Deval Patrick Spices Up The Convention With Veto

It's hard to say whether the political gain is worth all the pain, though.

Deval Patrick announced this afternoon that he is using his line-item veto to slash more than $400 million in spending from the budget sent to him by the state legislature.

That’s the budget for the fiscal year that began 11 days ago, and, yes, Beacon Hill is still wrangling over it this late because I guess they felt that they were not quite unpopular enough heading into the 2014 election cycle.

Patrick has been fighting all year for significant revenue increases to pay for serious investments in transportation (and education). The progressives backed him, but the legislature didn’t have the votes, so the scope of the plan got dramatically slashed. The legislature also included some future toll revenue that the governor calls bogus because the tolls are supposed to be gone by then. So he has sent over an amendment to raise the gas tax down the line to make up for it; the legislative leadership has made pretty clear that plan will be rejected next week.

So now Patrick says the big hole in the transportation funding creates a huge imbalance in the FY’14 budget, so he has to whack a whole bunch of money, from transportation and local aid funding, unless the legislature accepts his gas-tax fix to the transpo bill. Following so far?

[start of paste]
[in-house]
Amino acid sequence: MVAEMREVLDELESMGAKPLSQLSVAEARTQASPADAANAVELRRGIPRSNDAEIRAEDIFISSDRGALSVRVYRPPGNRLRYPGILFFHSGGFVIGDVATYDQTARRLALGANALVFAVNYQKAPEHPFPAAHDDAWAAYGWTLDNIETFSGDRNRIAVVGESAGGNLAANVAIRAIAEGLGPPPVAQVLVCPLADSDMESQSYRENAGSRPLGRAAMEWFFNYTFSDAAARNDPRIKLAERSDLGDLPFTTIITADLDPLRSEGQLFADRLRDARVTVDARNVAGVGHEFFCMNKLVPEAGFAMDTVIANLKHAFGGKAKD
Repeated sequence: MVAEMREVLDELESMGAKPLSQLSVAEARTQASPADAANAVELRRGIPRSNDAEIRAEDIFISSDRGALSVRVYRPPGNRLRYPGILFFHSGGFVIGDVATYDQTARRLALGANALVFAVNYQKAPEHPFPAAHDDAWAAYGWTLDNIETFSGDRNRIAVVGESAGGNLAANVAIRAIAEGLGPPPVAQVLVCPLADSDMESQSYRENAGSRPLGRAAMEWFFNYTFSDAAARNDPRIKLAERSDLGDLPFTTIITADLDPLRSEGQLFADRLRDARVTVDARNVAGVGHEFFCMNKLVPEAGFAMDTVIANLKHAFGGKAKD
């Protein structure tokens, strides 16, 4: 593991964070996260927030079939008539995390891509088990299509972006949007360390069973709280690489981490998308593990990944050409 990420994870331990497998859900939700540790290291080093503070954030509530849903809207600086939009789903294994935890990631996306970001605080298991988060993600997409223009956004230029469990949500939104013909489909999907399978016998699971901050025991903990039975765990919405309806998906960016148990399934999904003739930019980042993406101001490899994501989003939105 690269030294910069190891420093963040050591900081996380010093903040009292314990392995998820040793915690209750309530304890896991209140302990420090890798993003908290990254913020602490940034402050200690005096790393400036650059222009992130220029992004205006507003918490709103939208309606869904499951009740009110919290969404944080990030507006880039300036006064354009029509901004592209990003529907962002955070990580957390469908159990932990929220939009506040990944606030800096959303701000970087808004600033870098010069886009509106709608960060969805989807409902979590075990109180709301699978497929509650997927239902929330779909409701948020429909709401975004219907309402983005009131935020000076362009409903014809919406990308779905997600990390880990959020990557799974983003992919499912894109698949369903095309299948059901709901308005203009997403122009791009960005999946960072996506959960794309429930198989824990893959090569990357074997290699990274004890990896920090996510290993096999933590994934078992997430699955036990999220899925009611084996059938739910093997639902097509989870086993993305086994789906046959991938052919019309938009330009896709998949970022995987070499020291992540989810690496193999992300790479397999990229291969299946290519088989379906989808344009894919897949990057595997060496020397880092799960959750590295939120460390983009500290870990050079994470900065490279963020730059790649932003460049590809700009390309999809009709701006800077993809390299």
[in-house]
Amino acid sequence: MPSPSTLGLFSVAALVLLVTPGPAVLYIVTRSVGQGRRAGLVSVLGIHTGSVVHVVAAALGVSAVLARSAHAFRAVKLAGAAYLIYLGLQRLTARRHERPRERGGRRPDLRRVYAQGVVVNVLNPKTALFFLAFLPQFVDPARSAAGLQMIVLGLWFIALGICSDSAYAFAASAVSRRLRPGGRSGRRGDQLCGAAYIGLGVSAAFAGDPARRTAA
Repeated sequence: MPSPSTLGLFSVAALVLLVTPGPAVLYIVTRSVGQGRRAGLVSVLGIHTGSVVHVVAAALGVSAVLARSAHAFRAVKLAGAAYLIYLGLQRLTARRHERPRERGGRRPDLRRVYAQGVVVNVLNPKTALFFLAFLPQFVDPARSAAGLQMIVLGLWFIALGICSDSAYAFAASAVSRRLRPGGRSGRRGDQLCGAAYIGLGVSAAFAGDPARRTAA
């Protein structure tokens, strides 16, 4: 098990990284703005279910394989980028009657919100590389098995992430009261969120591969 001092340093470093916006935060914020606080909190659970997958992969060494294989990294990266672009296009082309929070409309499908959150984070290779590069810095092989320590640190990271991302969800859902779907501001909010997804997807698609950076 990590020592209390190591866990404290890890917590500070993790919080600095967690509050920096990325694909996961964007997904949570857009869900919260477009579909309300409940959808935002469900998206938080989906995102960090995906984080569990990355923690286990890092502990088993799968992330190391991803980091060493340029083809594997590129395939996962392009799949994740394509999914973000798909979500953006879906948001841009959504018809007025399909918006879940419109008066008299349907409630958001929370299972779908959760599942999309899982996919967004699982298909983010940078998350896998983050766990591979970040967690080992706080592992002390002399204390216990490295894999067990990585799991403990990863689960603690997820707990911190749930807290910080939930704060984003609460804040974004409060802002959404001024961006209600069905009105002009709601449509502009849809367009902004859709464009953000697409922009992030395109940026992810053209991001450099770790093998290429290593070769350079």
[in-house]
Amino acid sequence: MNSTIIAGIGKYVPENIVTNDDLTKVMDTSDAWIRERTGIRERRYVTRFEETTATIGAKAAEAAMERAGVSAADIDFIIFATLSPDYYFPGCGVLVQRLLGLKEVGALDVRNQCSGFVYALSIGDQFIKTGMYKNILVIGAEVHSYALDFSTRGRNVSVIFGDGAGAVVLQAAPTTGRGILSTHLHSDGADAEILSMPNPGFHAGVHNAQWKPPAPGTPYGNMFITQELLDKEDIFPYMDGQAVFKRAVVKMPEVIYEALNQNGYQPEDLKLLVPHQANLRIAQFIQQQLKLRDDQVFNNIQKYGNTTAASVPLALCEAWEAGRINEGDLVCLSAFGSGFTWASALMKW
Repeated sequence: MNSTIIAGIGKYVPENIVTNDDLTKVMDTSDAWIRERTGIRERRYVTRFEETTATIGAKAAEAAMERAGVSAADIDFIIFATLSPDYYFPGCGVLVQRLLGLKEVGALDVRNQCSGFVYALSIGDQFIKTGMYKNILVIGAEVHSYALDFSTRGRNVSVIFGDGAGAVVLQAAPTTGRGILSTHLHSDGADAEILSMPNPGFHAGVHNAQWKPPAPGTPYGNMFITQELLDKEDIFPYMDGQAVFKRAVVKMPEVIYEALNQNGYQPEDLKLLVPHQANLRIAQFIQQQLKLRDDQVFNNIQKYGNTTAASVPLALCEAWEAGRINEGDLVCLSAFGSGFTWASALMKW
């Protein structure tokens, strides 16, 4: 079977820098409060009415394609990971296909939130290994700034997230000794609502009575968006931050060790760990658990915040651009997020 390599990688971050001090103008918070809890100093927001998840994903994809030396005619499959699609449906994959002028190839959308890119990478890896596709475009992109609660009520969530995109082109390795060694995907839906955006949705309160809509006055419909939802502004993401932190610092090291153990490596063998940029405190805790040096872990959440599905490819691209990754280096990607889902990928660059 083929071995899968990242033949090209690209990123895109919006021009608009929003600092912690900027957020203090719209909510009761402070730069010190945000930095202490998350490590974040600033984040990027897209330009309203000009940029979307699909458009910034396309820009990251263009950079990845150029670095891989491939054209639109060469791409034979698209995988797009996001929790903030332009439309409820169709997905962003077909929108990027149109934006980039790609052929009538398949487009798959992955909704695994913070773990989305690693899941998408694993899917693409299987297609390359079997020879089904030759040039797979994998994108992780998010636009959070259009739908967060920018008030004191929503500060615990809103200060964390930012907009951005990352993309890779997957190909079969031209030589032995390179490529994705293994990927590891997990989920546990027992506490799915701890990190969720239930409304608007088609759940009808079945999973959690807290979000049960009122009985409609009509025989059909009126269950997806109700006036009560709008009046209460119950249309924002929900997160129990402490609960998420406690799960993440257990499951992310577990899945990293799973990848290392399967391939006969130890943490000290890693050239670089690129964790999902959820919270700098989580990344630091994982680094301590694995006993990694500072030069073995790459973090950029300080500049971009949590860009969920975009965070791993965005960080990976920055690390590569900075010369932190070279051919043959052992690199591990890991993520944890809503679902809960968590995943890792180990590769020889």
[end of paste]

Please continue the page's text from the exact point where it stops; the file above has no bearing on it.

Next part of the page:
The timing is very, very interesting: tomorrow is the Massachusetts Democratic Party’s annual convention, being held in Lowell this year. It is, to a large degree, a gathering of the lefty true-believer activists who do the work to get Democrats elected.

A very large percentage of them are on Deval’s side on this one. They are likely now to put a lot of pressure on those running or planning to run for higher office—who will all be there shmoozing those delegates—to back the governor. That includes quite a few state legislators who will be voting on this next week: state senators Will Brownsberger, Katherine Clark, Karen Spilka, and Dan Wolf for starters (and, oh yeah, all the state reps hoping to run for their seats).

“The governor is looking to use every opportunity to have a real conversation with legislators, in leadership and the rank-and-file, about the importance of this vote,” a knowledgeable administration insider tells me. That seems to mean, more or less: promise to support us against the override, or we’re going to tell all the delegates in your district—who you have to sit with all day—that you suck.

By the way, that includes almost the entire Boston delegation, who have bailed on Patrick on this issue.

Of course, it’s kind of an odd battle for the governor to wage: even if he wins this, he isn’t getting the additional funds he wanted for real transportation investment. And now he’s pretty much ensured a miserable relationship with Speaker Robert DeLeo and Senate President Therese Murray for the rest of his term. (This could also make things a little uncomfortable in the ongoing machinations for succeeding Murray as president.)

Hard to say whether the potential gain is worth all the pain for Governor Patrick. But at least he’s made things a lot more interesting for the convention.